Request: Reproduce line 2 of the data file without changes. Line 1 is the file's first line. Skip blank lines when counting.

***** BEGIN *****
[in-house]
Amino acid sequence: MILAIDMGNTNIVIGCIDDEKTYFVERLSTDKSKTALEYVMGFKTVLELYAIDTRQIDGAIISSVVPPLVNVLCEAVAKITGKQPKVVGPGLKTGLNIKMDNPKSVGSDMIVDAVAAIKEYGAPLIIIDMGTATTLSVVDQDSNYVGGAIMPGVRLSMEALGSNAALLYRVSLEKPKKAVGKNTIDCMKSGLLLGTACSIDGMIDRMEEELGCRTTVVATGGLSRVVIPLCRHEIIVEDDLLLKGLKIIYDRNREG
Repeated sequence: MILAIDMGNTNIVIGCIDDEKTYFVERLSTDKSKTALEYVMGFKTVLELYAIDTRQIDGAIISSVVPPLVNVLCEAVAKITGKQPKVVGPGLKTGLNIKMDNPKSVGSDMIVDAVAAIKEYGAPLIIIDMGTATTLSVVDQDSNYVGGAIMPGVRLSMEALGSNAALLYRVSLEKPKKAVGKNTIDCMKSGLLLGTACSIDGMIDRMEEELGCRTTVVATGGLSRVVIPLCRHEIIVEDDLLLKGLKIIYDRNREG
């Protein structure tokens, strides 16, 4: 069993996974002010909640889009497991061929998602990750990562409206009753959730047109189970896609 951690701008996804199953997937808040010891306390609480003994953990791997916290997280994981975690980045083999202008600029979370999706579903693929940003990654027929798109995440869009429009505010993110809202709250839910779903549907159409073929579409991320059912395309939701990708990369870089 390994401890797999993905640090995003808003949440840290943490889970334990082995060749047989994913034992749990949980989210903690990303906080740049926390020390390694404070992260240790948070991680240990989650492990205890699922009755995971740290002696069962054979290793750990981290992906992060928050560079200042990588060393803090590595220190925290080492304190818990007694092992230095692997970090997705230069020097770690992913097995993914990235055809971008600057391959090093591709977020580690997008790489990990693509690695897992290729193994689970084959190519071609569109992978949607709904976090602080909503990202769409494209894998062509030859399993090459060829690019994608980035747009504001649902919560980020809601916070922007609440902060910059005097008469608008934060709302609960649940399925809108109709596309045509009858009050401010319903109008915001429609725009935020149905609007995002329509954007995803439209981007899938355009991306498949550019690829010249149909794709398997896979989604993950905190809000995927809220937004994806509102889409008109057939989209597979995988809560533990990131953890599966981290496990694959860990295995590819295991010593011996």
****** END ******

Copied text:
Amino acid sequence: MILAIDMGNTNIVIGCIDDEKTYFVERLSTDKSKTALEYVMGFKTVLELYAIDTRQIDGAIISSVVPPLVNVLCEAVAKITGKQPKVVGPGLKTGLNIKMDNPKSVGSDMIVDAVAAIKEYGAPLIIIDMGTATTLSVVDQDSNYVGGAIMPGVRLSMEALGSNAALLYRVSLEKPKKAVGKNTIDCMKSGLLLGTACSIDGMIDRMEEELGCRTTVVATGGLSRVVIPLCRHEIIVEDDLLLKGLKIIYDRNREG